Intelligence

Iran Press TV

After US, UK accuses Kaspersky of helping Russia with espionage

Iran Press TV

Mon Nov 13, 2017 11:09AM

The Government Communications Headquarters (GCHQ) - the UK government's largest spy agency - has expressed concern about Russian anti-virus software Kaspersky handed out to millions of British users, weeks after a similar warning by American intelligence officials.

The spymasters at GCHQ claim that the famous security software has been exploited by Russia's FSB intelligence organization and might be used to spy on certain users, including those who work for the UK military.

The concerns hiked after reports emerged that the major British financial firm Barclays had decided to end a years-long arrangement with Kaspersky.

The company has offered nearly two million free licenses of Kaspersky's software to users of its online banking services since 2008.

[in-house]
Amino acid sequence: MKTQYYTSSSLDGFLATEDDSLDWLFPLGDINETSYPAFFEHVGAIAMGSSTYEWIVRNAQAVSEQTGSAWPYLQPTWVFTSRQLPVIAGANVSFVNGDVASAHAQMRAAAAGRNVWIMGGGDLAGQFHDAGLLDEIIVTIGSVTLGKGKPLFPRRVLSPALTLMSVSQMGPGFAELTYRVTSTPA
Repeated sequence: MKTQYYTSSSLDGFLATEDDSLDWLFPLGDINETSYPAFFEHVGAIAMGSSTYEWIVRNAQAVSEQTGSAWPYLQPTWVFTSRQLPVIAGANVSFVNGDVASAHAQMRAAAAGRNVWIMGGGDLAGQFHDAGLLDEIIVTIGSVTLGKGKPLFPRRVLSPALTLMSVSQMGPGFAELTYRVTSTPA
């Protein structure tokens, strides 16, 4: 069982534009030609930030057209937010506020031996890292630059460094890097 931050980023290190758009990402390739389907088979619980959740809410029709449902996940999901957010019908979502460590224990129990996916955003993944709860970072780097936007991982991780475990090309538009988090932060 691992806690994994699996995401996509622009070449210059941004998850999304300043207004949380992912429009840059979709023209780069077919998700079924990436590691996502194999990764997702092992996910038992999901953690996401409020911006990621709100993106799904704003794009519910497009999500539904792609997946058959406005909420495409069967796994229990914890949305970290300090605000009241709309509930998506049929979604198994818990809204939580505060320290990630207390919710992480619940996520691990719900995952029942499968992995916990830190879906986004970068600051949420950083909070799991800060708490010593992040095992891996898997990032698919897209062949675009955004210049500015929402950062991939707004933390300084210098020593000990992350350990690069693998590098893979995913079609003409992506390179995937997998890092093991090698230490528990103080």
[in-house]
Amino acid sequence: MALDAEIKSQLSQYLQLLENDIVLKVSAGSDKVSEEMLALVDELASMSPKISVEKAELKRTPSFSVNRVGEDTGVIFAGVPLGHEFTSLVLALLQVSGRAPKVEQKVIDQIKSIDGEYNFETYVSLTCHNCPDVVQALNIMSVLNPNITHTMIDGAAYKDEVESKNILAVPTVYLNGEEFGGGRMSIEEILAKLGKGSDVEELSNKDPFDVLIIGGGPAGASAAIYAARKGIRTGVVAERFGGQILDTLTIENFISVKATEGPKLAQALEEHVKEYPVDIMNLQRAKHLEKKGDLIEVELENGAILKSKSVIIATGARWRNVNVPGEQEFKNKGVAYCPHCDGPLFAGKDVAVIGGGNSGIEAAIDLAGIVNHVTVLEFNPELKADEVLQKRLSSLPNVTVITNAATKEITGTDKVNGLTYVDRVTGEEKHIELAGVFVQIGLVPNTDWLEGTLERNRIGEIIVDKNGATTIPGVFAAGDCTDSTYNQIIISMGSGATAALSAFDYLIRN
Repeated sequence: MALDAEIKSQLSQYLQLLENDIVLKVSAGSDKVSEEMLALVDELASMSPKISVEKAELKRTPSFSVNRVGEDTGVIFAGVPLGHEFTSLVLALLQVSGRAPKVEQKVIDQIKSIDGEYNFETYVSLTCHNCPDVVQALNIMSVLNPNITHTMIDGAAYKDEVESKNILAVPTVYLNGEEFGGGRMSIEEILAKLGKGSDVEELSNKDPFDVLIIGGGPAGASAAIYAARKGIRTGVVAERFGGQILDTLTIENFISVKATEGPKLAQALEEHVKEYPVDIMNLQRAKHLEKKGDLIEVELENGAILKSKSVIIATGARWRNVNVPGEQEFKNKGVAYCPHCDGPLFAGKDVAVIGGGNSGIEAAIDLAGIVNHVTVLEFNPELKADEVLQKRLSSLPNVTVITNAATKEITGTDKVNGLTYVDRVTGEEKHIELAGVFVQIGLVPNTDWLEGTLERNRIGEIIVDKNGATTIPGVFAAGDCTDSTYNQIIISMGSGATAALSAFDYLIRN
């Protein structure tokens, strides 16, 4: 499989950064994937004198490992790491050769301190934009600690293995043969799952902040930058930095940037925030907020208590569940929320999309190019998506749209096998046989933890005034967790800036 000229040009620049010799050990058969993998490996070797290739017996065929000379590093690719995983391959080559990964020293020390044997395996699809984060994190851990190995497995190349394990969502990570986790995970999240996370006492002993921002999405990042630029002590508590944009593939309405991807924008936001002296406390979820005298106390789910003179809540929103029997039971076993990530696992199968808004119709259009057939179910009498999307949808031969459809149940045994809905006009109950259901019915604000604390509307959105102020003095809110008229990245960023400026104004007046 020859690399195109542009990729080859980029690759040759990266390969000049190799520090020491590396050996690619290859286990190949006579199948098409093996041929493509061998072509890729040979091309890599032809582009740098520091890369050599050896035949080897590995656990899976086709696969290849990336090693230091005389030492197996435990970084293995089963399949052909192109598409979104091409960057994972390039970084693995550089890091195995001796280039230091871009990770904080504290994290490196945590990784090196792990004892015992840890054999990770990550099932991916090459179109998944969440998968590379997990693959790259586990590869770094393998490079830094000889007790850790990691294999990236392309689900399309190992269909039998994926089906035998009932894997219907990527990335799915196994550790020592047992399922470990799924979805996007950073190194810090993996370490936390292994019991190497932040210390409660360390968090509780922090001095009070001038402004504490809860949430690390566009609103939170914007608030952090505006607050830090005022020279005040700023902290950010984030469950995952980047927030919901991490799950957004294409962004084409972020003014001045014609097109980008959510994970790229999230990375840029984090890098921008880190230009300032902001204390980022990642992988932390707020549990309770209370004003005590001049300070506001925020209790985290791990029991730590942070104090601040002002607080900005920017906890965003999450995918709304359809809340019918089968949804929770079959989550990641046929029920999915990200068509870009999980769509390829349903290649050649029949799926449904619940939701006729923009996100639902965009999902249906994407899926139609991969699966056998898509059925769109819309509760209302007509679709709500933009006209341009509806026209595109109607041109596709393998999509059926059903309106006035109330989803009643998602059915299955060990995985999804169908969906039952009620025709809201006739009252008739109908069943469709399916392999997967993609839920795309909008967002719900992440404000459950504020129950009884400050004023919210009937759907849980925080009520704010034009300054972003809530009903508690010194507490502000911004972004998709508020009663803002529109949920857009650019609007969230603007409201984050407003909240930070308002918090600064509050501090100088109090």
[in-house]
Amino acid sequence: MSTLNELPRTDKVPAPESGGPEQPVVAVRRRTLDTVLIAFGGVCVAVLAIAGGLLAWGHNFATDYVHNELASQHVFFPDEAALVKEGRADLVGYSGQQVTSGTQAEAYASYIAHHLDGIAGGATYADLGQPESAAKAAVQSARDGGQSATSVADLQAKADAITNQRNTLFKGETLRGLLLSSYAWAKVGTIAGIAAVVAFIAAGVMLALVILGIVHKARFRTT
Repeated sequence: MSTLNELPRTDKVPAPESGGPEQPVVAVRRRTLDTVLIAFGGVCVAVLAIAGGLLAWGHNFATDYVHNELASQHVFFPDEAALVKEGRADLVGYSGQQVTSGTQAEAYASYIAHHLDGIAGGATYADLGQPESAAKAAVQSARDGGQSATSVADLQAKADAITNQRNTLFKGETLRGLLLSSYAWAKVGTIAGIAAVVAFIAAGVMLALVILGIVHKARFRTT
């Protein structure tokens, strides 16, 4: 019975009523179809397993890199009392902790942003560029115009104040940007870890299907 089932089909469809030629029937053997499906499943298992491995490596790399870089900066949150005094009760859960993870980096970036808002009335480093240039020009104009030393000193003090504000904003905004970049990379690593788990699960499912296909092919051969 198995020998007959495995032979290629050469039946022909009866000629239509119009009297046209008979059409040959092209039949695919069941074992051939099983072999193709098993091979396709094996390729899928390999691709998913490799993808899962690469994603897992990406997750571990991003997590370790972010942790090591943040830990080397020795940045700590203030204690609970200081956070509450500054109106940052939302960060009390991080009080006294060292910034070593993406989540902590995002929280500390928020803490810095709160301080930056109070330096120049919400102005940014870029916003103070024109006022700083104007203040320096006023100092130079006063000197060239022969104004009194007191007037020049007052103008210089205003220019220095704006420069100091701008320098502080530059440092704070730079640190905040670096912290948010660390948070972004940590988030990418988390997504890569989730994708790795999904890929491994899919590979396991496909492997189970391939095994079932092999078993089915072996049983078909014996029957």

There is no evidence that the users' data has been compromised. Barclays and GCHQ told British media that they have never discussed the issue.

It was the US Department of Homeland Security that first leveled the allegations against Kaspersky in September, banning all US agencies from using it.

In a biding directive, US Homeland Secretary Elaine Duke gave federal agencies three months to begin the process of removing the software from their networks, citing an effort to maintain "national security."

Washington had previously voiced concerns that the software would give the Kremlin backdoor access to the US systems, a claim that fell in line with the broader accusation that Moscow has interfered in the 2016 US presidential election.

Kaspersky has denied the allegations, saying it did not have "inappropriate ties with any government."

"Kaspersky Lab has never helped, nor will help, any government in the world with its cyberespionage or offensive cyber efforts, and it's disconcerting that a private company can be considered guilty until proven innocent, due to geopolitical issues," Kaspersky said in response to Washington's claims.



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